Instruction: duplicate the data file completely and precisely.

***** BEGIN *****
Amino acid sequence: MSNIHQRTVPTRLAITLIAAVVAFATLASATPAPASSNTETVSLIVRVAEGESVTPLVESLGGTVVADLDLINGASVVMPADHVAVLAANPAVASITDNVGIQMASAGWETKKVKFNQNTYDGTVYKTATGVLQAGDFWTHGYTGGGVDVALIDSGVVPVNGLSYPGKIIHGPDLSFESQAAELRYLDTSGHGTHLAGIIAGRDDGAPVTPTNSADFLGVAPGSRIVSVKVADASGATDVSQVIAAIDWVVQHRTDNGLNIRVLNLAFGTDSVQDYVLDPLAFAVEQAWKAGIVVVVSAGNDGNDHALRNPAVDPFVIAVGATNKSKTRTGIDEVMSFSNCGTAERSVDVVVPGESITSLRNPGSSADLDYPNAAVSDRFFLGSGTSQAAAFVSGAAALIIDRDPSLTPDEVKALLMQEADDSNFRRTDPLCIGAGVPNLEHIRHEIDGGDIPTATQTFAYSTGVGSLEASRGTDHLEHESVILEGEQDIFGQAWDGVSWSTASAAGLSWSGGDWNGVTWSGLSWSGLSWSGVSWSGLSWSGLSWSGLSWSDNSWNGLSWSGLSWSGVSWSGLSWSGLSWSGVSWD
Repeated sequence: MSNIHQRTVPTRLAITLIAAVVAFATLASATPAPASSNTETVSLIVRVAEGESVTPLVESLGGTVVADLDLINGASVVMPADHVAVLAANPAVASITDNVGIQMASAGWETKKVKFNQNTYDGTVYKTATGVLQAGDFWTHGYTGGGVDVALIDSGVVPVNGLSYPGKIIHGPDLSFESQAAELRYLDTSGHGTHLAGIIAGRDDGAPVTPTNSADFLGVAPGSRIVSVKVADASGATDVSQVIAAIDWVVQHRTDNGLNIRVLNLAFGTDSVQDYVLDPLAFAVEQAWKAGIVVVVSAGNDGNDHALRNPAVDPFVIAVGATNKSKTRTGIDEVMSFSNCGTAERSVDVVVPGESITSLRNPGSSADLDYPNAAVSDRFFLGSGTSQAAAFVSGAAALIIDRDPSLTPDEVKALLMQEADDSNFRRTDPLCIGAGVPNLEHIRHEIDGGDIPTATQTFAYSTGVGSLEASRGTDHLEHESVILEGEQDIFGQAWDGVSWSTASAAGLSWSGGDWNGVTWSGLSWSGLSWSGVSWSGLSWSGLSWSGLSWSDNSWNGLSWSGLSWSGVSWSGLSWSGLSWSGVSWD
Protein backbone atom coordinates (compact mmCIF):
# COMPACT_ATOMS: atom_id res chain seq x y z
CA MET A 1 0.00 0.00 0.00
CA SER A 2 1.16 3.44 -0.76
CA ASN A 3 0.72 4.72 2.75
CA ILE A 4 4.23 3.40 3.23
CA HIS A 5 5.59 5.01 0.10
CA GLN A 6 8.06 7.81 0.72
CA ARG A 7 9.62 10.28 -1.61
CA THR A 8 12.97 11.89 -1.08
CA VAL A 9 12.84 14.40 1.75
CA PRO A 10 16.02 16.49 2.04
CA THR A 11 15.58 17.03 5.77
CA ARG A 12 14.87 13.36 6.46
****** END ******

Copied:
Amino acid sequence: MSNIHQRTVPTRLAITLIAAVVAFATLASATPAPASSNTETVSLIVRVAEGESVTPLVESLGGTVVADLDLINGASVVMPADHVAVLAANPAVASITDNVGIQMASAGWETKKVKFNQNTYDGTVYKTATGVLQAGDFWTHGYTGGGVDVALIDSGVVPVNGLSYPGKIIHGPDLSFESQAAELRYLDTSGHGTHLAGIIAGRDDGAPVTPTNSADFLGVAPGSRIVSVKVADASGATDVSQVIAAIDWVVQHRTDNGLNIRVLNLAFGTDSVQDYVLDPLAFAVEQAWKAGIVVVVSAGNDGNDHALRNPAVDPFVIAVGATNKSKTRTGIDEVMSFSNCGTAERSVDVVVPGESITSLRNPGSSADLDYPNAAVSDRFFLGSGTSQAAAFVSGAAALIIDRDPSLTPDEVKALLMQEADDSNFRRTDPLCIGAGVPNLEHIRHEIDGGDIPTATQTFAYSTGVGSLEASRGTDHLEHESVILEGEQDIFGQAWDGVSWSTASAAGLSWSGGDWNGVTWSGLSWSGLSWSGVSWSGLSWSGLSWSGLSWSDNSWNGLSWSGLSWSGVSWSGLSWSGLSWSGVSWD
Repeated sequence: MSNIHQRTVPTRLAITLIAAVVAFATLASATPAPASSNTETVSLIVRVAEGESVTPLVESLGGTVVADLDLINGASVVMPADHVAVLAANPAVASITDNVGIQMASAGWETKKVKFNQNTYDGTVYKTATGVLQAGDFWTHGYTGGGVDVALIDSGVVPVNGLSYPGKIIHGPDLSFESQAAELRYLDTSGHGTHLAGIIAGRDDGAPVTPTNSADFLGVAPGSRIVSVKVADASGATDVSQVIAAIDWVVQHRTDNGLNIRVLNLAFGTDSVQDYVLDPLAFAVEQAWKAGIVVVVSAGNDGNDHALRNPAVDPFVIAVGATNKSKTRTGIDEVMSFSNCGTAERSVDVVVPGESITSLRNPGSSADLDYPNAAVSDRFFLGSGTSQAAAFVSGAAALIIDRDPSLTPDEVKALLMQEADDSNFRRTDPLCIGAGVPNLEHIRHEIDGGDIPTATQTFAYSTGVGSLEASRGTDHLEHESVILEGEQDIFGQAWDGVSWSTASAAGLSWSGGDWNGVTWSGLSWSGLSWSGVSWSGLSWSGLSWSGLSWSDNSWNGLSWSGLSWSGVSWSGLSWSGLSWSGVSWD
Protein backbone atom coordinates (compact mmCIF):
# COMPACT_ATOMS: atom_id res chain seq x y z
CA MET A 1 0.00 0.00 0.00
CA SER A 2 1.16 3.44 -0.76
CA ASN A 3 0.72 4.72 2.75
CA ILE A 4 4.23 3.40 3.23
CA HIS A 5 5.59 5.01 0.10
CA GLN A 6 8.06 7.81 0.72
CA ARG A 7 9.62 10.28 -1.61
CA THR A 8 12.97 11.89 -1.08
CA VAL A 9 12.84 14.40 1.75
CA PRO A 10 16.02 16.49 2.04
CA THR A 11 15.58 17.03 5.77
CA ARG A 12 14.87 13.36 6.46